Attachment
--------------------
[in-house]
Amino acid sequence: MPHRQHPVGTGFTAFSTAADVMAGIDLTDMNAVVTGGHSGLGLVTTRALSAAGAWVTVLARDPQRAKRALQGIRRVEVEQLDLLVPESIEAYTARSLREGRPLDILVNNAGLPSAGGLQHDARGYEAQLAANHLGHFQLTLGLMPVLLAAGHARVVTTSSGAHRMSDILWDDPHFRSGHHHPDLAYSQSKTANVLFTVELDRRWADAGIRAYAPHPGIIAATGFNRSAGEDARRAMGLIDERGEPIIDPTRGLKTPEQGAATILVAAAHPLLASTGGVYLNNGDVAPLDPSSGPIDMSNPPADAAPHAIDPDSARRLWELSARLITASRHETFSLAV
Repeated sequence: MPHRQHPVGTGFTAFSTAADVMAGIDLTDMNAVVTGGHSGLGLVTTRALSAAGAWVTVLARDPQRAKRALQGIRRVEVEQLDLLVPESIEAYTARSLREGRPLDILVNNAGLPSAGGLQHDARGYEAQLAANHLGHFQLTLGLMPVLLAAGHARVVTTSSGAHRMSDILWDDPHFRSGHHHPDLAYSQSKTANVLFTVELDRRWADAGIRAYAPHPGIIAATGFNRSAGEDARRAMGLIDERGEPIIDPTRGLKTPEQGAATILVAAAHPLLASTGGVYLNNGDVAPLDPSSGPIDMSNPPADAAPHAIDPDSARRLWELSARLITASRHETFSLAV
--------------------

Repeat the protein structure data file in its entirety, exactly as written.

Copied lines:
[in-house]
Amino acid sequence: MPHRQHPVGTGFTAFSTAADVMAGIDLTDMNAVVTGGHSGLGLVTTRALSAAGAWVTVLARDPQRAKRALQGIRRVEVEQLDLLVPESIEAYTARSLREGRPLDILVNNAGLPSAGGLQHDARGYEAQLAANHLGHFQLTLGLMPVLLAAGHARVVTTSSGAHRMSDILWDDPHFRSGHHHPDLAYSQSKTANVLFTVELDRRWADAGIRAYAPHPGIIAATGFNRSAGEDARRAMGLIDERGEPIIDPTRGLKTPEQGAATILVAAAHPLLASTGGVYLNNGDVAPLDPSSGPIDMSNPPADAAPHAIDPDSARRLWELSARLITASRHETFSLAV
Repeated sequence: MPHRQHPVGTGFTAFSTAADVMAGIDLTDMNAVVTGGHSGLGLVTTRALSAAGAWVTVLARDPQRAKRALQGIRRVEVEQLDLLVPESIEAYTARSLREGRPLDILVNNAGLPSAGGLQHDARGYEAQLAANHLGHFQLTLGLMPVLLAAGHARVVTTSSGAHRMSDILWDDPHFRSGHHHPDLAYSQSKTANVLFTVELDRRWADAGIRAYAPHPGIIAATGFNRSAGEDARRAMGLIDERGEPIIDPTRGLKTPEQGAATILVAAAHPLLASTGGVYLNNGDVAPLDPSSGPIDMSNPPADAAPHAIDPDSARRLWELSARLITASRHETFSLAV